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  1. Immunity changes through ontogeny and can mediate facilitative and inhibitory interactions among co-infecting parasite species. In amphibians, most immune memory is not carried through metamorphosis, leading to variation in the complexity of immune responses across life stages. To test if the ontogeny of host immunity might drive interactions among co-infecting parasites, we simultaneously exposed Cuban treefrogs ( Osteopilus septentrionalis ) to a fungus ( Batrachochytrium dendrobaditis , Bd) and a nematode ( Aplectana hamatospicula ) at tadpole, metamorphic and post-metamorphic life stages. We measured metrics of host immunity, host health and parasite abundance. We predicted facilitative interactions between co-infecting parasites as the different immune responses hosts mount to combat these infectious are energetically challenging to mount simultaneously. We found ontogenetic differences in IgY levels and cellular immunity but no evidence that metamorphic frogs were more immunosuppressed than tadpoles. There was also little evidence that these parasites facilitated one another and no evidence that A. hamatospicula infection altered host immunity or health. However, Bd, which is known to be immunosuppressive, decreased immunity in metamorphic frogs. This made metamorphic frogs both less resistant and less tolerant of Bd infection than the other life stages. These findings indicate that changes in immunity alteredmore »host responses to parasite exposures throughout ontogeny. This article is part of the theme issue ‘Amphibian immunity: stress, disease and ecoimmunology’.« less
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  5. In streams macroinvertebrate density and disturbance-sensitive taxa have decreased, and disturbance-tolerant taxa have increased.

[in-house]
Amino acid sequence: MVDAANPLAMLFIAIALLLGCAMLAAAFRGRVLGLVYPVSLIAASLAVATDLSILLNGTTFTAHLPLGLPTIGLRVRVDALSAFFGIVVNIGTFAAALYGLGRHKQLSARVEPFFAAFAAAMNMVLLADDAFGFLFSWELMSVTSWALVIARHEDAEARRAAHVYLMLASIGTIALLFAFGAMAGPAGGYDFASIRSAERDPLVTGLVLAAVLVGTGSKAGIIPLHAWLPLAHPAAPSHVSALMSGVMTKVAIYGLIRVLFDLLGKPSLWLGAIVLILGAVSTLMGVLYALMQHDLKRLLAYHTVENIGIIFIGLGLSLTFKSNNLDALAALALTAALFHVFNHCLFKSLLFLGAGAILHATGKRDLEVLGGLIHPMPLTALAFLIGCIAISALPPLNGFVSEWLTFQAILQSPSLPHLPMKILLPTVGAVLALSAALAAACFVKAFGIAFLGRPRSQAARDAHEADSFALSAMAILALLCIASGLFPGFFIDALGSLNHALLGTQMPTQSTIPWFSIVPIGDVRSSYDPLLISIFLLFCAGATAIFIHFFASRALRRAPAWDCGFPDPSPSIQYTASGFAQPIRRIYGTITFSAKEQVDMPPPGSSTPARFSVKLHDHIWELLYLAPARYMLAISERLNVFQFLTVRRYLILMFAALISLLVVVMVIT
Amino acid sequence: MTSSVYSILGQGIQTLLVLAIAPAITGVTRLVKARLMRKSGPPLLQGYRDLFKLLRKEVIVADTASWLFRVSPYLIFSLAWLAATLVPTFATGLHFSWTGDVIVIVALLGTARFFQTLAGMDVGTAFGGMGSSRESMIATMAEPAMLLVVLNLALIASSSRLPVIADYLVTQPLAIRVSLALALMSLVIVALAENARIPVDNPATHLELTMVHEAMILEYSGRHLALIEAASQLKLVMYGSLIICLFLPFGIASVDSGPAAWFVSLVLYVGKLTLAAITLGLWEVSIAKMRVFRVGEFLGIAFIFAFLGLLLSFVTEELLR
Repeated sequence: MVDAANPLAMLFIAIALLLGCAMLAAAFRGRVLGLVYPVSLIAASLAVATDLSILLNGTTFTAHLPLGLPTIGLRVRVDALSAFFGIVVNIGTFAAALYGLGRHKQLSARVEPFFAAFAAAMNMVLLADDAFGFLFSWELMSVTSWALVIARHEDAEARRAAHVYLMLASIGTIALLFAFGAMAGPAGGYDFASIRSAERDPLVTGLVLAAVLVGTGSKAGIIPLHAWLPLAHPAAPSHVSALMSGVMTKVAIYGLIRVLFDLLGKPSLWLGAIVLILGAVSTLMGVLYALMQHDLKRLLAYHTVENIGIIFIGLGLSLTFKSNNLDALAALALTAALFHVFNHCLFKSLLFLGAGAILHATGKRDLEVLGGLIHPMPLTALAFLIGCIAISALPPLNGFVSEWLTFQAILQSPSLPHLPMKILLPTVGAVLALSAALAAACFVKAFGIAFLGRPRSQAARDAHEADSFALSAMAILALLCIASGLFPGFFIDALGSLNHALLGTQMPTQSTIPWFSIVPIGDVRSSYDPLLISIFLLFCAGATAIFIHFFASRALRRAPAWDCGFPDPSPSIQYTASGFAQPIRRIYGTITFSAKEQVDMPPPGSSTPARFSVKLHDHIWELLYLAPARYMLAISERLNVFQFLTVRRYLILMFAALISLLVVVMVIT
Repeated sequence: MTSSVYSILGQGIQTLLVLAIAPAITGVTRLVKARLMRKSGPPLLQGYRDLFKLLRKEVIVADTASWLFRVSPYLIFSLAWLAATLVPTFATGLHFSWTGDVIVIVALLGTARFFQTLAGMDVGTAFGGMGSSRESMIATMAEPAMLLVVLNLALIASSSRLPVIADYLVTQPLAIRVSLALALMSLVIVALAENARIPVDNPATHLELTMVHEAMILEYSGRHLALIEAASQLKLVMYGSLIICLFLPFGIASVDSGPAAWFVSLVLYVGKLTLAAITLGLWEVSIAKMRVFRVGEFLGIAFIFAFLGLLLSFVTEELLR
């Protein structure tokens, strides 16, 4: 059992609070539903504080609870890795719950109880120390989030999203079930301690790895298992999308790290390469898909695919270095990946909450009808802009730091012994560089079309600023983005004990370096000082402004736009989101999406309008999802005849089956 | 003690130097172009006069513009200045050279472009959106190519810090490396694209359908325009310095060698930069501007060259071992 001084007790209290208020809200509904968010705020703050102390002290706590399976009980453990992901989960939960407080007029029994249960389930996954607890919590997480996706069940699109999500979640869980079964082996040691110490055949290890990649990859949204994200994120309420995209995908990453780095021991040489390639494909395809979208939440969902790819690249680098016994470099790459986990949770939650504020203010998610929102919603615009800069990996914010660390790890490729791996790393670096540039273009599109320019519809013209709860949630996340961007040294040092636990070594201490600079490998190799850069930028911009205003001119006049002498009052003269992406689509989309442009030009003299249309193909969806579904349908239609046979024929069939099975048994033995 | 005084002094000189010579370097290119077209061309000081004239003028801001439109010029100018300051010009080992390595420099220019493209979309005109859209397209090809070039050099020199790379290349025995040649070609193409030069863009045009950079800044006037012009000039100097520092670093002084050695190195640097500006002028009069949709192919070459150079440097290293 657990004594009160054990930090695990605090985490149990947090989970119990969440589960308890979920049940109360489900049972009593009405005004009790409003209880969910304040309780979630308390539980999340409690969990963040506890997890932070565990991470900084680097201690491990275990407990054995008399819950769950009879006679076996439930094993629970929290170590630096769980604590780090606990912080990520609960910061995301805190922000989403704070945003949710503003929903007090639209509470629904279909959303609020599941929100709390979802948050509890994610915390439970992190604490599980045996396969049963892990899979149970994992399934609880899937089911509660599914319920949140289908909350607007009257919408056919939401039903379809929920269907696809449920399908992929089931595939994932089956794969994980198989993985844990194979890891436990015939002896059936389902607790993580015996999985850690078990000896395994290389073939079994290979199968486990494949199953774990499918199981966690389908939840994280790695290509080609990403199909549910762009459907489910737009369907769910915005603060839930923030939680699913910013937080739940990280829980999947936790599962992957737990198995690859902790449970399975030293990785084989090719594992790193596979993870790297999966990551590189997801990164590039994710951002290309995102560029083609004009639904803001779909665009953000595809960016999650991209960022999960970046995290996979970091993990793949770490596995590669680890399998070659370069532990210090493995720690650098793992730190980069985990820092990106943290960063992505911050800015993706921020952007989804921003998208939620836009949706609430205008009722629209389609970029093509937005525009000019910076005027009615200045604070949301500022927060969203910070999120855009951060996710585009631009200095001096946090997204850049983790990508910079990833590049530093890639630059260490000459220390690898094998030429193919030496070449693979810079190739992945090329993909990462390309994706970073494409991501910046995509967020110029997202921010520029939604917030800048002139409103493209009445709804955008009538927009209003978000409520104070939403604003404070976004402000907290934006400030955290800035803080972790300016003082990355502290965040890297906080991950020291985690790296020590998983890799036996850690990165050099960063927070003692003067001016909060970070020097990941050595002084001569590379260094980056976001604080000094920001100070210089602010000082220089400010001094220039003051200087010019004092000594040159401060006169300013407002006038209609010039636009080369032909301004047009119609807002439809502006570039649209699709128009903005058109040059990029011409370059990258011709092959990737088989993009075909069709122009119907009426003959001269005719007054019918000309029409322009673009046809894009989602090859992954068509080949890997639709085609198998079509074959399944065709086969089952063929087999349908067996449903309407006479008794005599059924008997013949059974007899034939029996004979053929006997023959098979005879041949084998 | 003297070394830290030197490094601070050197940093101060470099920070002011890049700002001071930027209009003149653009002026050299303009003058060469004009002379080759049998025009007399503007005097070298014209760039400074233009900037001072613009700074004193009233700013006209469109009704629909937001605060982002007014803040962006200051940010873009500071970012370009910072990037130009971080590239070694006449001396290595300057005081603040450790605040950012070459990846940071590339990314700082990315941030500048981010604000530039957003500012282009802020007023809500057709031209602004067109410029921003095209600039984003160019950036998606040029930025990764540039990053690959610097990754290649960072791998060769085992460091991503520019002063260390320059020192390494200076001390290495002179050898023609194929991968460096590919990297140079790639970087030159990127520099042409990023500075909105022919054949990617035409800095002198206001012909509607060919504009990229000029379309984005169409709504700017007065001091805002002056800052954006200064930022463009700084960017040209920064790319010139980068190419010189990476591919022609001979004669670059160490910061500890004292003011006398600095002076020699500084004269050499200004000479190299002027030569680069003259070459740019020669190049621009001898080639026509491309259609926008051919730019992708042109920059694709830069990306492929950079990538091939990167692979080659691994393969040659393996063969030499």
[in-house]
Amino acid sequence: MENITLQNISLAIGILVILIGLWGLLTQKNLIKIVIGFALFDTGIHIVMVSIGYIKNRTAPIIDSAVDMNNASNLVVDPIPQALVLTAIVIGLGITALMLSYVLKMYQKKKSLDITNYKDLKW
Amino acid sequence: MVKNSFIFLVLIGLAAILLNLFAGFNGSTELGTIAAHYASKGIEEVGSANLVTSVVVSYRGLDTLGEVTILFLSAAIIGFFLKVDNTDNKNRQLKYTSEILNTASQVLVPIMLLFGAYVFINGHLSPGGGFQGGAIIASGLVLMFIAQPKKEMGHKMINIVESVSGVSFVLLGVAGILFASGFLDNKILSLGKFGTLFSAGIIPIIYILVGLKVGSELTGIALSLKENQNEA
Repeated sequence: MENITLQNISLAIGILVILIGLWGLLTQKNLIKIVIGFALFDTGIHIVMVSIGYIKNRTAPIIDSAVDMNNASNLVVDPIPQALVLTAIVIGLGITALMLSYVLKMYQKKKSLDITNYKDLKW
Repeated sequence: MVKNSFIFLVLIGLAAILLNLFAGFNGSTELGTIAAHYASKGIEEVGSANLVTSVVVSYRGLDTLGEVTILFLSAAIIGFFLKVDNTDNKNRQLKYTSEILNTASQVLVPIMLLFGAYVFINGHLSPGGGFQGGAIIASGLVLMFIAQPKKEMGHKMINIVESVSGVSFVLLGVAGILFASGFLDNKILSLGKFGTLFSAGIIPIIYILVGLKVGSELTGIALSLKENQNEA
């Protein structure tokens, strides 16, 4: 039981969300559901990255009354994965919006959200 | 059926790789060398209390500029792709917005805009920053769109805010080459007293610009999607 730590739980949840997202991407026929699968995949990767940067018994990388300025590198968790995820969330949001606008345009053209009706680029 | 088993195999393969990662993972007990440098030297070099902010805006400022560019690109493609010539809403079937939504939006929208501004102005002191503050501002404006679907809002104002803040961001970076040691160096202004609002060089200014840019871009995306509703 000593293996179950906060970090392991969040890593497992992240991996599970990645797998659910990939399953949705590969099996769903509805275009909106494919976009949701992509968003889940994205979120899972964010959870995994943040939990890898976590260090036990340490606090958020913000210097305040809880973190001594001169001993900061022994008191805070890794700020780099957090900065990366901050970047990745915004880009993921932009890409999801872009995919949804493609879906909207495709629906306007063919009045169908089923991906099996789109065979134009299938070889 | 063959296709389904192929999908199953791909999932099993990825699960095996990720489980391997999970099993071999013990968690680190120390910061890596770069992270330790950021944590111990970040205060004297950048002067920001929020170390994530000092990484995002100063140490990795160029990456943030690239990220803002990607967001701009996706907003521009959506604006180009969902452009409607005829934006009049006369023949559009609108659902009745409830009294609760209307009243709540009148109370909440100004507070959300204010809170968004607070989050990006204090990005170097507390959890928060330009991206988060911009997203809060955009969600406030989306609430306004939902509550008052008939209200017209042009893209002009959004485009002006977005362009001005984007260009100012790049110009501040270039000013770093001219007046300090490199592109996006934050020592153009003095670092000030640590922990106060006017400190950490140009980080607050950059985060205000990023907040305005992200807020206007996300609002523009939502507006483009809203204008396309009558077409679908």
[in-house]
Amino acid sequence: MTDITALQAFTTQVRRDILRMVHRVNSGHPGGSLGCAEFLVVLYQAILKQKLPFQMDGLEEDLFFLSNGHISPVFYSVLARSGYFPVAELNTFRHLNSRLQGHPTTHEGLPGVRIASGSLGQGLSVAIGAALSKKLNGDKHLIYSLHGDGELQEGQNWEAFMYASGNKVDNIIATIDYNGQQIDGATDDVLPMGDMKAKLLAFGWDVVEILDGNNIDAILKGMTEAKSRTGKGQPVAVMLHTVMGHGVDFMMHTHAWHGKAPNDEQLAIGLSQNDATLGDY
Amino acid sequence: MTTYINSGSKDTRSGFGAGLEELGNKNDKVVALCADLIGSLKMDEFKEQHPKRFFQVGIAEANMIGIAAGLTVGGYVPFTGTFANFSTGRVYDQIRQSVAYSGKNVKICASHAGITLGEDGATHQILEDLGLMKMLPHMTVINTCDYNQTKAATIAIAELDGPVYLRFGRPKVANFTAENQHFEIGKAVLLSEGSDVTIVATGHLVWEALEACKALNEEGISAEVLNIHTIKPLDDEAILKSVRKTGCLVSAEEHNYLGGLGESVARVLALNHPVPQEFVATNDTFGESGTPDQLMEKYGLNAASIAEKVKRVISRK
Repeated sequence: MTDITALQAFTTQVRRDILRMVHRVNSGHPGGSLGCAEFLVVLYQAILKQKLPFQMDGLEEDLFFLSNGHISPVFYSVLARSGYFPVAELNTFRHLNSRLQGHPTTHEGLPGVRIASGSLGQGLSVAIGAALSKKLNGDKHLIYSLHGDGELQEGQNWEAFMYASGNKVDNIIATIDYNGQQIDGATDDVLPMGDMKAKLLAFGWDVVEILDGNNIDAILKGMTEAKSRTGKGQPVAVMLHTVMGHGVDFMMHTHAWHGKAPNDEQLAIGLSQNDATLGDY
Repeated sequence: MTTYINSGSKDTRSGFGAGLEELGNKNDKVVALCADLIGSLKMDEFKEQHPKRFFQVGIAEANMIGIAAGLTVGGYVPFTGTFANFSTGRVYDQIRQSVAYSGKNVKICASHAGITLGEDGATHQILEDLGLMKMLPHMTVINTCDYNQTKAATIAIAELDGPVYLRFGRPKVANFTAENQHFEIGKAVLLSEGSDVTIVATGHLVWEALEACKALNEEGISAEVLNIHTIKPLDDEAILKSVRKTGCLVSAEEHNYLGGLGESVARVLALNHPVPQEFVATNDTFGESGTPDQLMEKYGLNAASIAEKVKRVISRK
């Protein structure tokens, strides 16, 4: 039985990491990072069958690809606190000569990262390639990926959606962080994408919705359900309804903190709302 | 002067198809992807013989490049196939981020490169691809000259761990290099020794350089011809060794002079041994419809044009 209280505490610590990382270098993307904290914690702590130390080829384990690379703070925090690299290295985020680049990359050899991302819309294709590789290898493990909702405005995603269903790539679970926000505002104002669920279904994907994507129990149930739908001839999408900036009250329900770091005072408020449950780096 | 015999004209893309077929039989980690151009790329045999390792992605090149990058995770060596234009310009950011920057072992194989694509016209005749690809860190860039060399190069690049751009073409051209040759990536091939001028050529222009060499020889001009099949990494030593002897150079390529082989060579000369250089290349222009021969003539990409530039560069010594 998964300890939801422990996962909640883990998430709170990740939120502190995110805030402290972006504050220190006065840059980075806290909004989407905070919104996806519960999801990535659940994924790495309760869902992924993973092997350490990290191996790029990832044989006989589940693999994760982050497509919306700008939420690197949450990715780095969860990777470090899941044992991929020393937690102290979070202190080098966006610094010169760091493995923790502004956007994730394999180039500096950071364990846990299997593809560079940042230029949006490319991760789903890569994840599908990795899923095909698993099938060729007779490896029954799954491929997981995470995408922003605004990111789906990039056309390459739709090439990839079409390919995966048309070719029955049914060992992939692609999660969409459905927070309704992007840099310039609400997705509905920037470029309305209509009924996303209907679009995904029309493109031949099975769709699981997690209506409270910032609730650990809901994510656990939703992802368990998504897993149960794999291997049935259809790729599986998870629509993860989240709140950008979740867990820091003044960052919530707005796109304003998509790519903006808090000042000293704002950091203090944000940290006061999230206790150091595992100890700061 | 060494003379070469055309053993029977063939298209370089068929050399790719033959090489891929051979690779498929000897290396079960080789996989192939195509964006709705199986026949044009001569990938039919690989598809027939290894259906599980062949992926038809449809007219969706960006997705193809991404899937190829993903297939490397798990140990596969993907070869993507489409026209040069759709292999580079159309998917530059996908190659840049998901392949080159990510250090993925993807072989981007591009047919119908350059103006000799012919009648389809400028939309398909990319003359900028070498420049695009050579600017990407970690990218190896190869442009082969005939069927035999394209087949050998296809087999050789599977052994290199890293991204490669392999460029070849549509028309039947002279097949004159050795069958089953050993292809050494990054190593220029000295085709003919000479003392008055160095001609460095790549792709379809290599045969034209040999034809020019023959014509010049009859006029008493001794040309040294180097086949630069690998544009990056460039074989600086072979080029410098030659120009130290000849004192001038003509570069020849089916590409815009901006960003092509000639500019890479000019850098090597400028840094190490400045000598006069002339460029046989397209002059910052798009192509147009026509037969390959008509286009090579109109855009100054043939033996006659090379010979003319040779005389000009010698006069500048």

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  8. Predicting and disrupting transmission of human parasites from wildlife hosts or vectors remains challenging because ecological interactions can influence their epidemiological traits. Human schistosomes, parasitic flatworms that cycle between freshwater snails and humans, typify this challenge. Human exposure risk, given water contact, is driven by the production of free-living cercariae by snail populations. Conventional epidemiological models and management focus on the density of infected snails under the assumption that all snails are equally infectious. However, individual-level experiments contradict this assumption, showing increased production of schistosome cercariae with greater access to food resources. We built bioenergetics theory to predict how resource competition among snails drives the temporal dynamics of transmission potential to humans and tested these predictions with experimental epidemics and demonstrated consistency with field observations. This resource-explicit approach predicted an intense pulse of transmission potential when snail populations grow from low densities, i.e., when per capita access to resources is greatest, due to the resource-dependence of cercarial production. The experiment confirmed this prediction, identifying a strong effect of infected host size and the biomass of competitors on per capita cercarial production. A field survey of 109 waterbodies also found that per capita cercarial production decreased as competitor biomass increased. Furthermore »quantification of snail densities, sizes, cercarial production, and resources in diverse transmission sites is needed to assess the epidemiological importance of resource competition and support snail-based disruption of schistosome transmission. More broadly, this work illustrates how resource competition can sever the correspondence between infectious host density and transmission potential.« less